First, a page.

By Julie Chen

With our move into the second half of the semester, I wanted to reach out to provide you a financial update.

As we built this year’s budget, it quickly became clear we faced a daunting financial challenge.

Smaller junior and senior pandemic-era enrollments, the end of one-time pandemic federal dollars, larger-than-expected wage and benefit increases and inflation collectively created a $37 million gap.

To reduce that shortfall, we focused first on non-personnel solutions. We reduced operating budgets by 15%, deferred spending where possible and used discretionary funds from Advancement and our growing research enterprise to help fund millions in student financial aid and other operating expenses.

We have eliminated or frozen nearly 60 positions, backfilling only where critical. I am grateful to the 23 people who participated in the voluntary separation incentive program, as well as to members of the university’s senior leadership, who will receive smaller salary adjustments than unionized employees.

At each step along the way, we have made it a priority to keep you updated and provide additional details.

We have made tremendous progress and greatly decreased the number of necessary layoffs compared to our initial estimates. But we were not able to find savings to eliminate layoffs entirely.

This week, we began difficult conversations with 23 members of the UMass Lowell community, informing them that they will be laid off from their positions.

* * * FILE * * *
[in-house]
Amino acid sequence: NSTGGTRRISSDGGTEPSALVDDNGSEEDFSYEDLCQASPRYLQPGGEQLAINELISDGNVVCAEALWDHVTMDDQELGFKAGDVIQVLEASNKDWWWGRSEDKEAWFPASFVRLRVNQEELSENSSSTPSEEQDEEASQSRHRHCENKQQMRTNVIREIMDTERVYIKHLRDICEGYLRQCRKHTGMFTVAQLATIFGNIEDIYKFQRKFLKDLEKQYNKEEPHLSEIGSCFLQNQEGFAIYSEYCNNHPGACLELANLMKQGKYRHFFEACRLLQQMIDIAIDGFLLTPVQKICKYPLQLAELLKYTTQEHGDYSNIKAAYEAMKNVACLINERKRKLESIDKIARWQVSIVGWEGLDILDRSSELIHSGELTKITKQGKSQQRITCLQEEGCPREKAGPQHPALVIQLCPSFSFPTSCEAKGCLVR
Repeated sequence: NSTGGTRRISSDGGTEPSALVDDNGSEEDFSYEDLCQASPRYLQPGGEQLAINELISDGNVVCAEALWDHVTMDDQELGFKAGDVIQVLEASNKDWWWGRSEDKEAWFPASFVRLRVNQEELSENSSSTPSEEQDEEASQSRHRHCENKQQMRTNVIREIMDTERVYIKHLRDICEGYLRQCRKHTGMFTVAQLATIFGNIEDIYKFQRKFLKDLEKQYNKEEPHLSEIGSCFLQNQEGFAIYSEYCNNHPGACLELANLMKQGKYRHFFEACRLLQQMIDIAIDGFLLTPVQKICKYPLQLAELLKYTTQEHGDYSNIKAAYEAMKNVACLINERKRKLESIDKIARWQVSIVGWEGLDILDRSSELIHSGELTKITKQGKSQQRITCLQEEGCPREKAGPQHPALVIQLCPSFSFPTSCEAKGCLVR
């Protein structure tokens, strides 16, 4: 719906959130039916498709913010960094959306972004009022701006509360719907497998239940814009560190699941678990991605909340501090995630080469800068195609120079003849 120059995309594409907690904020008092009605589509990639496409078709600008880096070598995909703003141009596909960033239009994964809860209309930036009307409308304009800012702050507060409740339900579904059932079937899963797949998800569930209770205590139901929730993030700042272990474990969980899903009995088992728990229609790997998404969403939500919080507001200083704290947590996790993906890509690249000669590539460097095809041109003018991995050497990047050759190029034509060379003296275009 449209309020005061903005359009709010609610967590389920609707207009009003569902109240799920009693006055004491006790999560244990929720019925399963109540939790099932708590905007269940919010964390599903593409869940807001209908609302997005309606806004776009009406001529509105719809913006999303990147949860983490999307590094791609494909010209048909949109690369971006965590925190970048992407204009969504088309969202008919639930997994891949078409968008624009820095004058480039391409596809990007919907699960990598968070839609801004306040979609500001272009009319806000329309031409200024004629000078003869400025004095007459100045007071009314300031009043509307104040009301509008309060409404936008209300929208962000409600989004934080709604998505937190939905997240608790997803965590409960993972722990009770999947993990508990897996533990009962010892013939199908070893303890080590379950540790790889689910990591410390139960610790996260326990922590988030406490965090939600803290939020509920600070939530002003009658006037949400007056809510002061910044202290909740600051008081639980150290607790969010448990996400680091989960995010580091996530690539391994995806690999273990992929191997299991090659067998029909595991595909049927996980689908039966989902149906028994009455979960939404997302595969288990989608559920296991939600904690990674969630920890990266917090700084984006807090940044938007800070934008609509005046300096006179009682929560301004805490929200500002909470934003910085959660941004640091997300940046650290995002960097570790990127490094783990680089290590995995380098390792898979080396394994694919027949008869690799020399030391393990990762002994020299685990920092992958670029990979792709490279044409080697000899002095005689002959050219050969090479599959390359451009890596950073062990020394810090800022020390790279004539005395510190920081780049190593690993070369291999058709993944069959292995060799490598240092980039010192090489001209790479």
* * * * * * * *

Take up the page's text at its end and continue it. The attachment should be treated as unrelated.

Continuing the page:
Each of these individuals has been a vital part of this university and all have made important contributions to the success of UMass Lowell and our students. And I know that understanding the budget realities doesn’t make this decision easier or lessen the impact to our valued friends and colleagues receiving this news.

I also want to be clear that today’s difficulties don’t represent our future.

In the next two years, our enrollments will continue to grow. We are already successfully recruiting larger classes to replace the smaller numbers of 2024 and 2025 graduates. Our research growth continues to accelerate, powered by outstanding faculty, staff and students.

The reality of UMass Lowell’s positive outlook can become foggy on difficult days like today, but the choices we are making now are positioning us as a top public university in New England for students looking to advance their careers, a fact already recognized by the Wall Street Journal.

As we look to the 2028 Strategic Plan, we remain on a course to help transform the City of Lowell, power economic development across the Merrimack Valley, strengthen our role as a welcoming, inclusive campus, discover new knowledge with national partners and provide our students with a hands-on education to become leaders in their careers.

As we face this challenging moment together, thank you for all you do for UMass Lowell, our students and each other.